London football trail: Seven hours, seven stadiums and a history of the world capital of football
Stamford Bridge, home of Chelsea Football Club. (Image: Jamie Alter)

LONDON: If you’re a football fan, there probably is no better place to take in an array of football stadiums than the city of London. Now I wouldn’t even term myself a casual football fan, but I can appreciate that London is the football capital of the world.

And finding myself with a rare off day from covering the ICC Cricket World Cup 2019, I decided to attempt the London football trail.

The greater London area hosts 13 football clubs, ranging from multiple Premier League title-winners to perennial hopefuls. Seven hours, 17 tube stations, one 14-stop bus ride, over 25,000 steps (high five, FitBit tracker), one flat white, one iced latte, two bottles of water, one bacon-spinach-cheese sandwich and countless songs on my iPhone later, I had ticked off seven of them. #ambitious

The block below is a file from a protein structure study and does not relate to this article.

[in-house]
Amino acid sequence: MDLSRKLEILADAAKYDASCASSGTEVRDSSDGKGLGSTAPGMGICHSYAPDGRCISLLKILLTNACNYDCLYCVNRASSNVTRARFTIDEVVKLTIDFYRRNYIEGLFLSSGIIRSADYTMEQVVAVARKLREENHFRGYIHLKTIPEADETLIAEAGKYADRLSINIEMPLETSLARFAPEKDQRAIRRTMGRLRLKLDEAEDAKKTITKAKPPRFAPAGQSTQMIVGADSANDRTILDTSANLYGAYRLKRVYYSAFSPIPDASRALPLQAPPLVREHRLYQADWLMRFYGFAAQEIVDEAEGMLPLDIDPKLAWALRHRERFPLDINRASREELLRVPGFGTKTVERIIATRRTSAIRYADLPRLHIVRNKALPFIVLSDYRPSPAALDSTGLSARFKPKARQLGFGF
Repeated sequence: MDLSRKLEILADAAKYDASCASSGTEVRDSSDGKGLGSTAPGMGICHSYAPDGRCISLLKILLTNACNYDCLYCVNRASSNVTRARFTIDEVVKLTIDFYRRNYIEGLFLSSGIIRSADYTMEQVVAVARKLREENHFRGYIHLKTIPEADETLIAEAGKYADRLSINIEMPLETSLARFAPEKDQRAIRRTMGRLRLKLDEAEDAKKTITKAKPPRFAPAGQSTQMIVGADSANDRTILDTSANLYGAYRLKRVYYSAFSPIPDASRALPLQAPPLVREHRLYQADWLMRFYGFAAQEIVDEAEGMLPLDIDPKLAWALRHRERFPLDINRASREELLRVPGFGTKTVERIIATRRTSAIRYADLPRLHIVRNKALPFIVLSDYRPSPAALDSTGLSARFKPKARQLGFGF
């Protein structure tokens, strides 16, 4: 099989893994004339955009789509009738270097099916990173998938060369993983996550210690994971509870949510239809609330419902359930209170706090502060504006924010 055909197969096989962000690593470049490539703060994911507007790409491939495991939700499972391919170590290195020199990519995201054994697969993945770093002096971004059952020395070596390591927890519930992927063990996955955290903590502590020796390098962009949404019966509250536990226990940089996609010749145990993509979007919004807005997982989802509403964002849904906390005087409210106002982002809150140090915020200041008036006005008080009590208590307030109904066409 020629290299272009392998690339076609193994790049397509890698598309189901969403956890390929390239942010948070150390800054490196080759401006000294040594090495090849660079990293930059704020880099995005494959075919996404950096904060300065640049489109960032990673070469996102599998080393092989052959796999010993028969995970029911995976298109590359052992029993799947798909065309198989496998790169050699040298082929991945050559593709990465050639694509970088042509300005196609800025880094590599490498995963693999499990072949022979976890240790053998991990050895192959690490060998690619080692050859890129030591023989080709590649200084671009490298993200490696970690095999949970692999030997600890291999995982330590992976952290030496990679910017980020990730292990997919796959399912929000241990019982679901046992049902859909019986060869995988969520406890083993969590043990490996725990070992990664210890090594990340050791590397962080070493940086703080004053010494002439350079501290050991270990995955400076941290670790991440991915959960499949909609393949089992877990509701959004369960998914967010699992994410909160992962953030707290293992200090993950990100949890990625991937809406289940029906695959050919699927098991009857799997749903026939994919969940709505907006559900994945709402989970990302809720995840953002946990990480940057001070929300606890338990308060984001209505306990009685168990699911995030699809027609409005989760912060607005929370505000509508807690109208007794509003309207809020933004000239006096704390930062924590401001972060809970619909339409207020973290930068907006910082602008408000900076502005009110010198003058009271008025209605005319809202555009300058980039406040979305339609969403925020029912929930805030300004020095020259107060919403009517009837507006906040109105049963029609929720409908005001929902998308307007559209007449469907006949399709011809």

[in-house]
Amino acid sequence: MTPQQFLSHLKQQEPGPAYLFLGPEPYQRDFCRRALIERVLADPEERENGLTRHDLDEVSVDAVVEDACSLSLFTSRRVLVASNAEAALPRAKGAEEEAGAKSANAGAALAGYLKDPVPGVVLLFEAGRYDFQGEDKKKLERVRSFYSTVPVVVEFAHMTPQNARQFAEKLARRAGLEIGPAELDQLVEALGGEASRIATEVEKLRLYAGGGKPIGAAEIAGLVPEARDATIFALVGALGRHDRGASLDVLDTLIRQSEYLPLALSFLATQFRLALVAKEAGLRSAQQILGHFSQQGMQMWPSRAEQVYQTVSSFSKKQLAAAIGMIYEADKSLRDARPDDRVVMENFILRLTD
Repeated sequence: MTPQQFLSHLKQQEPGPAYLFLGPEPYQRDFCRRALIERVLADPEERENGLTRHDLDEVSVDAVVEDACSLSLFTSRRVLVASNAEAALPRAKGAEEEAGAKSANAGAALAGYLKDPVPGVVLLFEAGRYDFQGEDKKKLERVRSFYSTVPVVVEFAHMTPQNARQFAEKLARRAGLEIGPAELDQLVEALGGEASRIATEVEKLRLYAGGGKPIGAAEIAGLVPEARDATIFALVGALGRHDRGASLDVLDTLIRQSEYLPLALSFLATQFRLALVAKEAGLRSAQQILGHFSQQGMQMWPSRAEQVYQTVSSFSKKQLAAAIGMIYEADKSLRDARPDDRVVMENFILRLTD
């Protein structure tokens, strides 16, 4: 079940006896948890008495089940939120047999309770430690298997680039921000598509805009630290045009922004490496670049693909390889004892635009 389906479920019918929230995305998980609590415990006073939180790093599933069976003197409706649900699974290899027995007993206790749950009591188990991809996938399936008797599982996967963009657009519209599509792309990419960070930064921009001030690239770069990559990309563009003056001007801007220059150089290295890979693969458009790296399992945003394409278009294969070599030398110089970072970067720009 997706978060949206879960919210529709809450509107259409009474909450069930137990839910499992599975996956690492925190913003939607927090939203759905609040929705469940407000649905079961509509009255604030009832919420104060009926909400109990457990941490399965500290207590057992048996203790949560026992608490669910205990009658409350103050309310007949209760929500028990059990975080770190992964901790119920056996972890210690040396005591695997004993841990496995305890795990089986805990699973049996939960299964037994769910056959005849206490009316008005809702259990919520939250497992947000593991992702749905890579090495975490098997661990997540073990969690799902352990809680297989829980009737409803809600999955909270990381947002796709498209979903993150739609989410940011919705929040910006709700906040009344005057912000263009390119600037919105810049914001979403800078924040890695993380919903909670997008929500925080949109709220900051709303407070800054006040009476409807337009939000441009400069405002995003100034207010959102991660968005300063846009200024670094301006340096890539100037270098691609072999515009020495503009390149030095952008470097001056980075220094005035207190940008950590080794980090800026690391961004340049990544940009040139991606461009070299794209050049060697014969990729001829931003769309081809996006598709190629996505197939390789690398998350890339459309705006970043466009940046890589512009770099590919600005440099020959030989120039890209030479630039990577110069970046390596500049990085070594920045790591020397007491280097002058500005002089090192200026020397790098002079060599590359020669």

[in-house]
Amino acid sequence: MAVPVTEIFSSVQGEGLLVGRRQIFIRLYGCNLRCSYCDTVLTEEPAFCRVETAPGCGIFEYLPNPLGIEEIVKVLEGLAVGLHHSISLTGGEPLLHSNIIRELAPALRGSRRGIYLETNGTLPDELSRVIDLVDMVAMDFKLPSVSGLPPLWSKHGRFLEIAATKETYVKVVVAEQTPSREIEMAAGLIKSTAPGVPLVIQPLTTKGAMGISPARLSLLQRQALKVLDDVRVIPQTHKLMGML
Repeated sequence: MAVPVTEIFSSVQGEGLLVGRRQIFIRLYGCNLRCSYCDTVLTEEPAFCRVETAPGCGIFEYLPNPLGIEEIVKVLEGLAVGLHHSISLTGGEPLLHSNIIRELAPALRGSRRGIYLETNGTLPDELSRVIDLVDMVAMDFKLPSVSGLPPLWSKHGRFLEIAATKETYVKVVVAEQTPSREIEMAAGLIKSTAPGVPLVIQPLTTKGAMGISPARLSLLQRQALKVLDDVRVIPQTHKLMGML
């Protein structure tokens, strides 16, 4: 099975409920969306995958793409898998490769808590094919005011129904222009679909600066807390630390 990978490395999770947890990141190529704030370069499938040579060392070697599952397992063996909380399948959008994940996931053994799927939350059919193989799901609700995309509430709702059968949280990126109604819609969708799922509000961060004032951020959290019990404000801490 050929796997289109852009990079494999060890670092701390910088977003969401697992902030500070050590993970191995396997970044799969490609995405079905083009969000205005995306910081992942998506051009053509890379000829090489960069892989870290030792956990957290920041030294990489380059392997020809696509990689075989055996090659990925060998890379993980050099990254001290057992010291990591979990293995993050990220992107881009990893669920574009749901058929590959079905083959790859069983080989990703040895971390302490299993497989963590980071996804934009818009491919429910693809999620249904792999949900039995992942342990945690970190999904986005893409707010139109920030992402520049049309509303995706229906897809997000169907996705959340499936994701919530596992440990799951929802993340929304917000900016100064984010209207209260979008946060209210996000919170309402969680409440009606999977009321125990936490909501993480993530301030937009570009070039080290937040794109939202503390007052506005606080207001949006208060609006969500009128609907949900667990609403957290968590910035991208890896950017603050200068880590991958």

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Now keep in mind, the average cost to enter most of these stadiums is 25 pounds, so with seven stadiums … well, do the math and figure out how it much it would have cost me to take in each one. So instead, I admired the stadiums from outside.

Here’s how my London football trip panned out.


My first stop was Emirates Stadium, home to Arsenal Football Club. Located in north London, Emirates Stadium is one kilometre from the hotel I’m staying at in Finsbury Park, so I walked it. The stadium is grand. Crossing the Ken Friar Bridge, named after the managing director and secretary of Arsenal FC, one descends onto the esplanade outside the Emirates Stadium and can take in the club’s history via the images and text on the walls of the stadium and the surrounding perimeter.